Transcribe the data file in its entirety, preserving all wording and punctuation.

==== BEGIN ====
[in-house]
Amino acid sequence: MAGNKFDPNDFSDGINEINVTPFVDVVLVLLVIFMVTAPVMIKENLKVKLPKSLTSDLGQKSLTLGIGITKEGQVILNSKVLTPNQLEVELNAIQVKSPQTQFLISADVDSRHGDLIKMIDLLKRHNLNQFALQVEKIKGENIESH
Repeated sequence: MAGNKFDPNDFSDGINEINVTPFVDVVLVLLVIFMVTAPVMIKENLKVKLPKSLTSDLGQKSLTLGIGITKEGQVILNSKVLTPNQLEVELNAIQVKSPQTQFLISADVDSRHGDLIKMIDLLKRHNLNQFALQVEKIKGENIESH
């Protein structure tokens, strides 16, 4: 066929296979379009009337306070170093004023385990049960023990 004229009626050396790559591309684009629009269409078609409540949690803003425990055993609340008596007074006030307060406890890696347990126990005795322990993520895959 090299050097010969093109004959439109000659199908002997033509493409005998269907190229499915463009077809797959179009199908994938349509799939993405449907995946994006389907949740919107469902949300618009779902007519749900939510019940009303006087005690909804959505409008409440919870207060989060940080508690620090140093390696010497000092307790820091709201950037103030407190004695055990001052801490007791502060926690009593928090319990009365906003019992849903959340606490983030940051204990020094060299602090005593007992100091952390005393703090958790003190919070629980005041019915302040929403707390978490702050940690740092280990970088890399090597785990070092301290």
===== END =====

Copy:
[in-house]
Amino acid sequence: MAGNKFDPNDFSDGINEINVTPFVDVVLVLLVIFMVTAPVMIKENLKVKLPKSLTSDLGQKSLTLGIGITKEGQVILNSKVLTPNQLEVELNAIQVKSPQTQFLISADVDSRHGDLIKMIDLLKRHNLNQFALQVEKIKGENIESH
Repeated sequence: MAGNKFDPNDFSDGINEINVTPFVDVVLVLLVIFMVTAPVMIKENLKVKLPKSLTSDLGQKSLTLGIGITKEGQVILNSKVLTPNQLEVELNAIQVKSPQTQFLISADVDSRHGDLIKMIDLLKRHNLNQFALQVEKIKGENIESH
């Protein structure tokens, strides 16, 4: 066929296979379009009337306070170093004023385990049960023990 004229009626050396790559591309684009629009269409078609409540949690803003425990055993609340008596007074006030307060406890890696347990126990005795322990993520895959 090299050097010969093109004959439109000659199908002997033509493409005998269907190229499915463009077809797959179009199908994938349509799939993405449907995946994006389907949740919107469902949300618009779902007519749900939510019940009303006087005690909804959505409008409440919870207060989060940080508690620090140093390696010497000092307790820091709201950037103030407190004695055990001052801490007791502060926690009593928090319990009365906003019992849903959340606490983030940051204990020094060299602090005593007992100091952390005393703090958790003190919070629980005041019915302040929403707390978490702050940690740092280990970088890399090597785990070092301290």